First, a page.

The USFWS should be prosecuting these people, to send a message that killing endangered wolves IS NOT OK. Instead they let “hunters” off with the “coyote excuse”. I don’t care what the “coyote hunters” say, if they kill an endangered wolf they should be prosecuted, period! That will send a signal to these numbskulls that shooting endangered wolves has consequences. But the USFWS continues to fail wolves, they don’t take the killings seriously. It’s pretty clear USFWS is not interested in gray wolf recovery, that’s why they’re pushing for a national delisting.
And why is it OK to kill coyotes? It’s not. I’ve seen one too many horrific images of dead coyotes, killed for fun, killed for nothing. Coyotes undoubtedly need protection as well.
It’s a slap in the face to wolf and wildlife advocates that the agency charged with protecting wild wolves looks the other way when wolves are killed with impunity, meting out almost no punishment, even though the ESA clearly states:
- authorizes the assessment of civil and criminal penalties for violating the act or regulations; and
- authorizes the payment of rewards to anyone furnishing information leading to arrest and conviction of ANY violation of the act or any regulation issued there under.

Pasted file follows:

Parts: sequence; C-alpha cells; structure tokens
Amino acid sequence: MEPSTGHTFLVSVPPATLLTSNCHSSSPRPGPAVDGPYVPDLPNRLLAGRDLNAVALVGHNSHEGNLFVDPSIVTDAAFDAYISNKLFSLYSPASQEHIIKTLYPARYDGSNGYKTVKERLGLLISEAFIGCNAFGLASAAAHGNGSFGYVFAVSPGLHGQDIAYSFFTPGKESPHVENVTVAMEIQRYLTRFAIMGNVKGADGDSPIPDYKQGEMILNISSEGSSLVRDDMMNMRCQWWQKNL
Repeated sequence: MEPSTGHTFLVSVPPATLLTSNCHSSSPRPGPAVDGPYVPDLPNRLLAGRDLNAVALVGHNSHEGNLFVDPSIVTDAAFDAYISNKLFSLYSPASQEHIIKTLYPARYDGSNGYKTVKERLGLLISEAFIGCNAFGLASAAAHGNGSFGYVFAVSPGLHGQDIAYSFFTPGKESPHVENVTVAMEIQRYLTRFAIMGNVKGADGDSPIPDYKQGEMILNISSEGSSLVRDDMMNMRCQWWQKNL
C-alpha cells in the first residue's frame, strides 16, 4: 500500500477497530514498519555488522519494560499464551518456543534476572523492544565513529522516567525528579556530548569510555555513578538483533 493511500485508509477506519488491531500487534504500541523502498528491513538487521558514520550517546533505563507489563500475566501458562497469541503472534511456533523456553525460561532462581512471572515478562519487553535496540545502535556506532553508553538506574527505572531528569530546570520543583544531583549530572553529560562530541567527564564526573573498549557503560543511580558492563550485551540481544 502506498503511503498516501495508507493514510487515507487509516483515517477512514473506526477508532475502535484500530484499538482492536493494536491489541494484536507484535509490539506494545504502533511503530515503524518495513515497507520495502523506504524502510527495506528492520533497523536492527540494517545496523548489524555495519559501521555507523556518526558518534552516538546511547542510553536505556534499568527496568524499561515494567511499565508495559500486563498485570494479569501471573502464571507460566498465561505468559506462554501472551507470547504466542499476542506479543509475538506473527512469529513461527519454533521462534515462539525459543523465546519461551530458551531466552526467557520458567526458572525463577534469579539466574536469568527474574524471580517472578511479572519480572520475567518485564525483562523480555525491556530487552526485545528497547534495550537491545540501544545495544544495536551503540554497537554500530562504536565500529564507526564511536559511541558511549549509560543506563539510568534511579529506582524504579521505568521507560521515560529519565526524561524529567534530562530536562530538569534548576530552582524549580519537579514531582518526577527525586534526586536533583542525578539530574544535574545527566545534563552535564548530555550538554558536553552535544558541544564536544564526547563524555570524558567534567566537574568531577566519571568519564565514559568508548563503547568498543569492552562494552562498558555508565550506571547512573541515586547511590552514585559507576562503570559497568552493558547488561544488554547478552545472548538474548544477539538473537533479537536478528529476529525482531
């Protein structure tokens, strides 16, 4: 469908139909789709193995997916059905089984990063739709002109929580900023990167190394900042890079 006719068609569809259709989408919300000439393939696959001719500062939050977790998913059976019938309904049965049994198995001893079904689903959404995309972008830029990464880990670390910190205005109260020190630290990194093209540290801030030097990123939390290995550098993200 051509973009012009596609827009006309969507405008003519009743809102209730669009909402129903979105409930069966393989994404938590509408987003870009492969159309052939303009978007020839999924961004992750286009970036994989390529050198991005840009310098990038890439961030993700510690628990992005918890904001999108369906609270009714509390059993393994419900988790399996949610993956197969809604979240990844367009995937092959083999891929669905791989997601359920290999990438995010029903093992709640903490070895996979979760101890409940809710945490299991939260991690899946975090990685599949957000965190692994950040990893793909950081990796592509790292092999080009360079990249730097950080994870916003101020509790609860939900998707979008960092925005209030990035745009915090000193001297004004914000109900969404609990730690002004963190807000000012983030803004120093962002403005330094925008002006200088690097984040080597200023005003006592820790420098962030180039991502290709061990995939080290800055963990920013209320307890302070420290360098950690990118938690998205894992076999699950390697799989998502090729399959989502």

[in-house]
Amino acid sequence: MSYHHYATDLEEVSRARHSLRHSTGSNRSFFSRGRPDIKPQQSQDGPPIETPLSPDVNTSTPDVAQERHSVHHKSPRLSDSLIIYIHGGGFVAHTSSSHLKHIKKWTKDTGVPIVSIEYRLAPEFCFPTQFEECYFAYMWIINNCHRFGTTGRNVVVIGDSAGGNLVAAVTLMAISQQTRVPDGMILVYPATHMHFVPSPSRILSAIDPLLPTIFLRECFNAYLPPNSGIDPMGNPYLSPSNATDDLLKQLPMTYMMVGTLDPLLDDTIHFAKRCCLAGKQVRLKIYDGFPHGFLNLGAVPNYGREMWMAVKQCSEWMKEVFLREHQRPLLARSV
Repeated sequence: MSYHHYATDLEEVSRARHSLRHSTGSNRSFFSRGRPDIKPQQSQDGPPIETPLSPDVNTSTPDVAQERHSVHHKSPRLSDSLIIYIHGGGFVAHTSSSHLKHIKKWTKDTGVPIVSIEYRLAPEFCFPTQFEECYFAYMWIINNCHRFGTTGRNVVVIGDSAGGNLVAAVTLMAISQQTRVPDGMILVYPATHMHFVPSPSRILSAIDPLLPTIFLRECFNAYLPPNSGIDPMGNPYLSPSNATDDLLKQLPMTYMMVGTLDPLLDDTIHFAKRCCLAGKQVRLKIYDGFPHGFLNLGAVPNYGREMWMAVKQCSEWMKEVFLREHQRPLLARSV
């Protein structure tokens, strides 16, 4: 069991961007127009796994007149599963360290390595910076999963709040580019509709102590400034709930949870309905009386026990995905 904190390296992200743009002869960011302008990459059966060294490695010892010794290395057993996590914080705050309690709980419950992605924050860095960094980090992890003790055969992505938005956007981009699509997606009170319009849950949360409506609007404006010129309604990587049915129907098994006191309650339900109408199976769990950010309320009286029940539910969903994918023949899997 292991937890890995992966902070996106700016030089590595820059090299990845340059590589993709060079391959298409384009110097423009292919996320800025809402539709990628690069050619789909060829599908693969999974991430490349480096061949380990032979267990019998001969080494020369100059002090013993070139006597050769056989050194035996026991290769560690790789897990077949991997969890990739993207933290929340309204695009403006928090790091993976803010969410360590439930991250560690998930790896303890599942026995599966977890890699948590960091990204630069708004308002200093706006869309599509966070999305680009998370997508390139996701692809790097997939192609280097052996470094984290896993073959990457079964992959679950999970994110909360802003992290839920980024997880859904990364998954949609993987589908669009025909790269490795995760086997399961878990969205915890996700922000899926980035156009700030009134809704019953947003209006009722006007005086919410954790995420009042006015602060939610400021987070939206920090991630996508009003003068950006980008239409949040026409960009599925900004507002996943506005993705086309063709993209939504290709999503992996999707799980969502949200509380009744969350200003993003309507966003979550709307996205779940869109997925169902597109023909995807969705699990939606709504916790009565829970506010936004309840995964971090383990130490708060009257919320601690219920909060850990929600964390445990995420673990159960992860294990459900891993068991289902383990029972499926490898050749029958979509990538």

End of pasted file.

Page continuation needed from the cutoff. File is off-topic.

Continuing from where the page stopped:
A mockery has been made of the ESA concerning wolves. it’s a joke to think they’re protected, when time and again they’re killed as they attempt to disperse, just as Echo’s sad story proves.
Unless and until the American people stand up to the Interior Department and Congress, nothing will change. The system is broken and corrupt and needs a complete overhaul.
Here are a just a few examples of what happens when wild wolves dare to disperse from their natal packs, in search of a mate and new territory. It’s the wolf version of Russian Roulette.
Echo shot dead by coyote hunter using “coyote excuse”.